And you know I wouldn't leave you without a way to take action - to do something to help ____. The Women's Centre for Legal Aid and Counseling is reaching out to support her. You learn more about them here and donate here.

Seriously, Why Isn't This a Bigger Deal?

I want to know: why is the Tour de France such a big deal in the cycling community and among sports fans all over the world, but the Race Across America is relatively unknown to the general global public?

Named by more than one media outlet as the the toughest sporting event in the world, Race Across America (RAAM) is one thousand miles longer than the Tour de France.

It's completed non-stop, with minimum breaks. It's generally completed in half the time.

Just like the in Tour de France, racers push themselves to their limits, but unlike the Tour, they aren't allowed to draft (ride behind each other) and there are no regulations on when they must stop and sleep.

It's an event that can savage an athlete like no other.

And my mommy is competing this year. Tomorrow I'll be flying from Tel Aviv to Fayetteville, NC, and from Fayetteville to Oceanside, CA after that.

There's bound to be drama, emotion, exhaustion, elation, and instagram photos of the three thousand mile bicycle ride across the country. I'll be there, crewing as part of the 3000 miles to a cure team for my mom, Maria Parker.

Part of my role is to help update the race fans all over the world, so I will make sure you get updates. However, I won't be updating Packing Lust for another two weeks (Charming might, but we aren't sure yet).

Therefore, please SIGN UP for race updates here if you want to hear about the highs and lows of the race. It's going to be the experience of a lifetime for Maria and the crew.

Here's Maria talking about her secret weapon - her Vendetta Cruzbike.

Along with crewing for the race, a small documentary film team and I will be shooting footage to continue the documentary begun by DAAM (Drive Across America) which you can see here:

In the above DAAM video, you'll meet Charlie and Tim, my wonderful cousins whose mom, my Aunt Jenny, was diagnosed with brain cancer.  I think they did an incredible job with the DAAM footage. They created amazingly clever, funny, and musical videos on their trip all across the country, which they recently completed to raise awareness for 3000 Miles to a Cure.

Jordan: Amman and Petra

Amman I was reminiscing recently about how fun our 2013 trip to Jordan was. Then I looked here on the blog and found nothing. I remember blogging the trip, so that means the post must have disappeared when I changed blogging platforms later that year. What a shame.

Here we are two years later on May 1, 2015. I'm going to backdate this to May 1, 2013 since I know our trip to Amman and Petra, Jordan happened around that time. It'll be interesting to see what details I remember (or misremember) two years later. I don't think I'll remember much so this post will mostly be photos taken by Prince Charming.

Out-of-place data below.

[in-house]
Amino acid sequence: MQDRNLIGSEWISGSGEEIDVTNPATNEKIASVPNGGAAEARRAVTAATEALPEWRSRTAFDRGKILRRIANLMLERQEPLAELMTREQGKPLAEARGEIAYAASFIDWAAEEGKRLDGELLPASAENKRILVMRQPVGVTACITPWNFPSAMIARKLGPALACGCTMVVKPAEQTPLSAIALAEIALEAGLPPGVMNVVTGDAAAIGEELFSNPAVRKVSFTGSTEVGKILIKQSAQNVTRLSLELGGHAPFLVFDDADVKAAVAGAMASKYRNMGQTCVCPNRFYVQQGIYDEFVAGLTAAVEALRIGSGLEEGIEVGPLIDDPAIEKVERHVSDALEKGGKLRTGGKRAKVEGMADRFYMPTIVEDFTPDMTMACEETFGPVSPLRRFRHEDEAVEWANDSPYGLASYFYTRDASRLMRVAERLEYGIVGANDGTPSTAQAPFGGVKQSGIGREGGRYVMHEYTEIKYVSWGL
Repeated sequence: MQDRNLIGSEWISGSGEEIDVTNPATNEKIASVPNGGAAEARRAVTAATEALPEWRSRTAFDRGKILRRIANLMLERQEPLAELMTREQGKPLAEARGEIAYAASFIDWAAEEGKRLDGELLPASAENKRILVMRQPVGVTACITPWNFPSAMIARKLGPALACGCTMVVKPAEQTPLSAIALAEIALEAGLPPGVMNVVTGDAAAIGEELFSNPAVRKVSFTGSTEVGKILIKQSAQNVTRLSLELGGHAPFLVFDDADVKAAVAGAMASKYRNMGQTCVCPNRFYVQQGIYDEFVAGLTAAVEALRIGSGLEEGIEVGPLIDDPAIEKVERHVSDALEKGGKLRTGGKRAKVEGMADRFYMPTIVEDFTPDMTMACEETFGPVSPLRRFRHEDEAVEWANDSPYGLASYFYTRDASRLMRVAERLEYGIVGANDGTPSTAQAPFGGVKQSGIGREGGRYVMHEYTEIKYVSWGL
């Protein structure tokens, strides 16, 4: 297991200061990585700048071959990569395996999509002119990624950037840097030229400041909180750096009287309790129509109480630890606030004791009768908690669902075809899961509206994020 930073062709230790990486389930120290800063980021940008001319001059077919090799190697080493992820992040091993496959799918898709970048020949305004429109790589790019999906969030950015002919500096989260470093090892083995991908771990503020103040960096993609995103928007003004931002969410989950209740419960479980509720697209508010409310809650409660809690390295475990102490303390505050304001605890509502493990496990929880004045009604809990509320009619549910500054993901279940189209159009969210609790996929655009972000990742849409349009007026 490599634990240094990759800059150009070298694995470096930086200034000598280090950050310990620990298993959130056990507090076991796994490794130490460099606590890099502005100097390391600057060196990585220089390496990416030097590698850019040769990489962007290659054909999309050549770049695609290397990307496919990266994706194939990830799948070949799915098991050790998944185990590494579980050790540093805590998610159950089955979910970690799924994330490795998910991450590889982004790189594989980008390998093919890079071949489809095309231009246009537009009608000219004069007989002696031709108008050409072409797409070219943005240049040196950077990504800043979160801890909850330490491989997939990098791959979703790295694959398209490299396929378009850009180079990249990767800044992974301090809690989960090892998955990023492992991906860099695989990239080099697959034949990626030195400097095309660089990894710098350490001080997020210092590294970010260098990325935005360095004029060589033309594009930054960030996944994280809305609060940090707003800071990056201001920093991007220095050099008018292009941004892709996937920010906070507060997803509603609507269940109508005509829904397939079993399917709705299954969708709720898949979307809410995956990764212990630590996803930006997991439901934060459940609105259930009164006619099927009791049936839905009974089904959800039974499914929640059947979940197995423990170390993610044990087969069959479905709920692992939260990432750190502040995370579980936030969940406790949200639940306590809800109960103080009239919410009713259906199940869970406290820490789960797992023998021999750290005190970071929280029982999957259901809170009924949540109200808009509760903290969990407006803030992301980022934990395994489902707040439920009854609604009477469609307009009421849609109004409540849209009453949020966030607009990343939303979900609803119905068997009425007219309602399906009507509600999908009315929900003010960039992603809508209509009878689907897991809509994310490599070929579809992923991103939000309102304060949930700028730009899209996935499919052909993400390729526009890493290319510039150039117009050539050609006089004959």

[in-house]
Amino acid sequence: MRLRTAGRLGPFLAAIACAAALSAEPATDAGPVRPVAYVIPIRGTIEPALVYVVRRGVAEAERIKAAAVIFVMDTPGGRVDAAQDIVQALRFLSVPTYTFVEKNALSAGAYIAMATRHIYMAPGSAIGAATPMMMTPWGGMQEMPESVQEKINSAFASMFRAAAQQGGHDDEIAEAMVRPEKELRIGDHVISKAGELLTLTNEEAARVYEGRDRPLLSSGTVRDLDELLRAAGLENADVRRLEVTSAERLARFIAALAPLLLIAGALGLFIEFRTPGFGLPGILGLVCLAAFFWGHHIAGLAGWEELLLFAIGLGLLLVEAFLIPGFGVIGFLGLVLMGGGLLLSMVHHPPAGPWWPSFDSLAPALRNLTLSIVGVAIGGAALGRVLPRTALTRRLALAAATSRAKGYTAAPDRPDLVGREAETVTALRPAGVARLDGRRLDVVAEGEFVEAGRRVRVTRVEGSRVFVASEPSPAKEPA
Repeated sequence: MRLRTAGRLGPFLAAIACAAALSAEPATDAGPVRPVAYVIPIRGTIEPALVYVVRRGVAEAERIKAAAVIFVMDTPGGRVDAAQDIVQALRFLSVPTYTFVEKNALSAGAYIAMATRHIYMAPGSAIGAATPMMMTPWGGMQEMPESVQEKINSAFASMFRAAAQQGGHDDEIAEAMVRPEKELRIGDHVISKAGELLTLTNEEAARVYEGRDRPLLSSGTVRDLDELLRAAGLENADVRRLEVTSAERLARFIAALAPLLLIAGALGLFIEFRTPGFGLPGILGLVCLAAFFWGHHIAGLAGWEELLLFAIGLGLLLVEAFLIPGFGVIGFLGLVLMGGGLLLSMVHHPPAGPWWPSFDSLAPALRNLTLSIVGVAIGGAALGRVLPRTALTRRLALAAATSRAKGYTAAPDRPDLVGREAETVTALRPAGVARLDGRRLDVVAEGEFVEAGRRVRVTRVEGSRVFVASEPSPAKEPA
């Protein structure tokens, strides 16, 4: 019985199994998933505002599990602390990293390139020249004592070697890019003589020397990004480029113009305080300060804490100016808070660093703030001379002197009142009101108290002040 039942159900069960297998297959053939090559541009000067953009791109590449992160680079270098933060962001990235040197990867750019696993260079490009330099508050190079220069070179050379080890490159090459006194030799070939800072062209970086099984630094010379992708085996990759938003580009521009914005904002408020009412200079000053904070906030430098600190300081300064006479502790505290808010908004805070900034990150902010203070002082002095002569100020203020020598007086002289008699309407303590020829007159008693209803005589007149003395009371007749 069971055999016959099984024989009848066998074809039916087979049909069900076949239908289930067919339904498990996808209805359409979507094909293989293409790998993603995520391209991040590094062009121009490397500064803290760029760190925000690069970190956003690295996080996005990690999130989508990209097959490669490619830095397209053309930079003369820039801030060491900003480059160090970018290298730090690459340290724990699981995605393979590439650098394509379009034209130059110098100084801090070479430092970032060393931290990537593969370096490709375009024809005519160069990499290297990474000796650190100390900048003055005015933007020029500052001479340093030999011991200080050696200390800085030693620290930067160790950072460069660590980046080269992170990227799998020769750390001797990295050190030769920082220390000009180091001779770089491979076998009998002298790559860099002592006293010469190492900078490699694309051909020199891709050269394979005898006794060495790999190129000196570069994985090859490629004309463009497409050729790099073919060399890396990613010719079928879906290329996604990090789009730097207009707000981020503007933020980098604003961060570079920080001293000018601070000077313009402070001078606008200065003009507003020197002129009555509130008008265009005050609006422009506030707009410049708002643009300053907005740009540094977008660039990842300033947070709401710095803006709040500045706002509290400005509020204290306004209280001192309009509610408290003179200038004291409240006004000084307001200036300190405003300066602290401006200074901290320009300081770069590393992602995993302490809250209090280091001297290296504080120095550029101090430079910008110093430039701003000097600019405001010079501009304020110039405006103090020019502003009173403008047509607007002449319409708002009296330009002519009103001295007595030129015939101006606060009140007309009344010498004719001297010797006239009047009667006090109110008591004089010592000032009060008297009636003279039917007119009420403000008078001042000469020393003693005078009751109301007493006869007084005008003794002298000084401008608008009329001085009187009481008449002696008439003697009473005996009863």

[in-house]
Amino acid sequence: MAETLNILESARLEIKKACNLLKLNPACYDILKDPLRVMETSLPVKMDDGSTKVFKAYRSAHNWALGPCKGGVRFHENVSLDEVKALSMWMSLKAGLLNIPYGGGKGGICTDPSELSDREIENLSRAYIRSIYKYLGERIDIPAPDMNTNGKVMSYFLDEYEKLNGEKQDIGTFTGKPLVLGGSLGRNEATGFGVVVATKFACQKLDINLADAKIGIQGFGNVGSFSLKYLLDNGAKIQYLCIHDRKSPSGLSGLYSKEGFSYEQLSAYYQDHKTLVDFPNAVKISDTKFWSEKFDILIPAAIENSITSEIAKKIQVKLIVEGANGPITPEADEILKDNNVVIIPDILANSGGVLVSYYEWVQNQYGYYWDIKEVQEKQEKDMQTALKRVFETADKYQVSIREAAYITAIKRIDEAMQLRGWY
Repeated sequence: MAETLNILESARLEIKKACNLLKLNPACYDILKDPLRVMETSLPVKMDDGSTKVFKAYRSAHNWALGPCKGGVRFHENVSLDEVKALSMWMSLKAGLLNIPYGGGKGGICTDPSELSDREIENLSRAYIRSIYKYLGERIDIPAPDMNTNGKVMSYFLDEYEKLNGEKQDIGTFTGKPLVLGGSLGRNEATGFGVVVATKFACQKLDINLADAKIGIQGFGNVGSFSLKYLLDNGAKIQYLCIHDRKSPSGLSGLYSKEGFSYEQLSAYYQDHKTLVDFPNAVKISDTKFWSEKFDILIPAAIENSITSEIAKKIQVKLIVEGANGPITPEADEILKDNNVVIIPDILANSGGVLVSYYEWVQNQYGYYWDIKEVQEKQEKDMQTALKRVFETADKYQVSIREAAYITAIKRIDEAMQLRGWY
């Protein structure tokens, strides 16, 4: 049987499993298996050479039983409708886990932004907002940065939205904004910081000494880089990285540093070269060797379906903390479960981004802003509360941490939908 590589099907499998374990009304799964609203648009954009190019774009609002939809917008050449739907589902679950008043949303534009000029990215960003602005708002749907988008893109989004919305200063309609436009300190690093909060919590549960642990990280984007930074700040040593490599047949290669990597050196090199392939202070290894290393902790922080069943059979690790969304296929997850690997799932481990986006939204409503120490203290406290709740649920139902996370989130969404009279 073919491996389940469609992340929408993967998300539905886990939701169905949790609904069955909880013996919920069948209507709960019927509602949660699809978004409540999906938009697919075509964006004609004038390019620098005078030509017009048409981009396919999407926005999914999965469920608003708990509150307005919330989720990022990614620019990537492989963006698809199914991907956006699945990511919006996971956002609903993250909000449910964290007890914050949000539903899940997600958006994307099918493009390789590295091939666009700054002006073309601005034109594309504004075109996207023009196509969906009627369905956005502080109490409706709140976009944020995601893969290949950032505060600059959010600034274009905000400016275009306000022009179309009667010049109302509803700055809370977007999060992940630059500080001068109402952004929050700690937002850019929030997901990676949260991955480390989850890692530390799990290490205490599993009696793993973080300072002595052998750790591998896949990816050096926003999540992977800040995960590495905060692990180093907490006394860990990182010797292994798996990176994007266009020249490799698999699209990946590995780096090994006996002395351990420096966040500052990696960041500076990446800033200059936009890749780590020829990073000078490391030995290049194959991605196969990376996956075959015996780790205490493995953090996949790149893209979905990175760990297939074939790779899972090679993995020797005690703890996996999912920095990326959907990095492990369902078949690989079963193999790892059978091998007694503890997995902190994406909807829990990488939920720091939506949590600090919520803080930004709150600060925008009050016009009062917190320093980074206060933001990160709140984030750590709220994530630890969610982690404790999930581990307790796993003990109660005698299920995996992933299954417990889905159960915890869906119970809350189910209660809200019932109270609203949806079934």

In some of the photos (like the one above taken in Amman) I appear to be bursting with Spring-induced ebullience. That was probably true, but it was also true that I'd recently been inspired by this photo series to dance in as many photographs as possible. Thus the leaping, the arabesques, and the generally whimsical feel of many of these pictures, like this one:


We took this trip with Prince Charming's dear friend Eric:


Charming mocks me while Eric politely refrains.



One of the first places we went was the lovingly restored ancient Roman Amphitheater in Amman. Although it was built over 2000 years ago, the acoustics are so good you can hear everyone on the "stage" from the very top row. I remember that it was funny to sit in the seats and hear everything uttered by every tourist who wandered in the front entrance. We also tested the acoustics by reciting some Shakespeare. ("To be or not to be...")

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Next we went to see some ruins. Hold a moment while I try to find out the name of the ruins.

Okay, got it. The area is called the Citadel. Wikipedia says:

The Amman Citadel is a national historic site at the center of downtown Amman, Jordan. Known in Arabic as Jabal al-Qal'a, (جبل القلعة), the L-shaped hill is one of the seven jabals that originally made up Amman. Evidence of occupation since the potteryNeolithic period[1] has been found, making it among the world's oldest continuously inhabited places.

The Citadel is considered an important site because it has had a long history of occupation by many great civilizations

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After 1 or 2 days in Amman, we went to Petra for a day and a night. Wow. Two years later, that visit stands out as one of favorite my travel experiences of all time.

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After the trip I went back to Ramallah, Palestine and Eric and Charming continued on together to visit Beirut, Lebanon.

Bulldozer on the Beach

I almost decided not to write about this weekend's experience, because I've already complained so much about what it means to live under a military occupation, but I know you like to read about what goes wrong here. Otherwise, you'd get too jealous of me and my sweet life, right?So this weekend we decided to go to a new beach, one north of Tel Aviv. It was to be one of the first weekends of warm weather this year. And this time, we had a real, live Palestinian in the car.

Also, a real live Scot.

So with two Americans in the front, a Scottish lass named Kate, and a Palestinian habibti in the back, we set off for a beach we'd never been to called Herzaliya.

Now, normally, I'm prepared with my realism and slight cynicism about traveling to and fro between Palestine and Israel. It's always hard. We always get lost. There's always traffic. Checkpoints suck. Blah, blah, blah.